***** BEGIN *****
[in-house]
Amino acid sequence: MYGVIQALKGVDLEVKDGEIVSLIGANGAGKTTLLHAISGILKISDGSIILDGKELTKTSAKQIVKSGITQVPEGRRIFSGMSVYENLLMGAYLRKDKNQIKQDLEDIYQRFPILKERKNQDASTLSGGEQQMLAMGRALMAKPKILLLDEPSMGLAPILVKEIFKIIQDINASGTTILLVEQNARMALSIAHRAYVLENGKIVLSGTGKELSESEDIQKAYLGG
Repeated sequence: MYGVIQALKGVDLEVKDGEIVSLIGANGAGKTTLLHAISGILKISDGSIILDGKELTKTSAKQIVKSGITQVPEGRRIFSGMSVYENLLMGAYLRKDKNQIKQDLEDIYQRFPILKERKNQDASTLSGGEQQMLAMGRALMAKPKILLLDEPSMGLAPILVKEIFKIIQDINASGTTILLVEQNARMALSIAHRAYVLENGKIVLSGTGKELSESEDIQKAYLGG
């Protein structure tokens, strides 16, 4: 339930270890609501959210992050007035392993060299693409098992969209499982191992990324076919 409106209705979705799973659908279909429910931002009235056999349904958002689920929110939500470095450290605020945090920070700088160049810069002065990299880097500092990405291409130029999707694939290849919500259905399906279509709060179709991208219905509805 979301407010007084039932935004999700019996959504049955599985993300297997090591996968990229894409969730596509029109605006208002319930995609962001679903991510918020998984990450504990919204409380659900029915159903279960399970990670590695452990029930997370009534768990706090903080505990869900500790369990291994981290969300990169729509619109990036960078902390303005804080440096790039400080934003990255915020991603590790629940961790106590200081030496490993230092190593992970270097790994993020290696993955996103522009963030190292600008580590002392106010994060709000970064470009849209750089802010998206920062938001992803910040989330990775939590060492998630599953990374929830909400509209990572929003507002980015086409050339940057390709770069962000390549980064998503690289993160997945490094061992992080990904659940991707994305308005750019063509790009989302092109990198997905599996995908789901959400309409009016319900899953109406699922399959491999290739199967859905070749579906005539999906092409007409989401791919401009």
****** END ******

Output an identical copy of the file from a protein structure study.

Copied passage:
[in-house]
Amino acid sequence: MYGVIQALKGVDLEVKDGEIVSLIGANGAGKTTLLHAISGILKISDGSIILDGKELTKTSAKQIVKSGITQVPEGRRIFSGMSVYENLLMGAYLRKDKNQIKQDLEDIYQRFPILKERKNQDASTLSGGEQQMLAMGRALMAKPKILLLDEPSMGLAPILVKEIFKIIQDINASGTTILLVEQNARMALSIAHRAYVLENGKIVLSGTGKELSESEDIQKAYLGG
Repeated sequence: MYGVIQALKGVDLEVKDGEIVSLIGANGAGKTTLLHAISGILKISDGSIILDGKELTKTSAKQIVKSGITQVPEGRRIFSGMSVYENLLMGAYLRKDKNQIKQDLEDIYQRFPILKERKNQDASTLSGGEQQMLAMGRALMAKPKILLLDEPSMGLAPILVKEIFKIIQDINASGTTILLVEQNARMALSIAHRAYVLENGKIVLSGTGKELSESEDIQKAYLGG
């Protein structure tokens, strides 16, 4: 339930270890609501959210992050007035392993060299693409098992969209499982191992990324076919 409106209705979705799973659908279909429910931002009235056999349904958002689920929110939500470095450290605020945090920070700088160049810069002065990299880097500092990405291409130029999707694939290849919500259905399906279509709060179709991208219905509805 979301407010007084039932935004999700019996959504049955599985993300297997090591996968990229894409969730596509029109605006208002319930995609962001679903991510918020998984990450504990919204409380659900029915159903279960399970990670590695452990029930997370009534768990706090903080505990869900500790369990291994981290969300990169729509619109990036960078902390303005804080440096790039400080934003990255915020991603590790629940961790106590200081030496490993230092190593992970270097790994993020290696993955996103522009963030190292600008580590002392106010994060709000970064470009849209750089802010998206920062938001992803910040989330990775939590060492998630599953990374929830909400509209990572929003507002980015086409050339940057390709770069962000390549980064998503690289993160997945490094061992992080990904659940991707994305308005750019063509790009989302092109990198997905599996995908789901959400309409009016319900899953109406699922399959491999290739199967859905070749579906005539999906092409007409989401791919401009």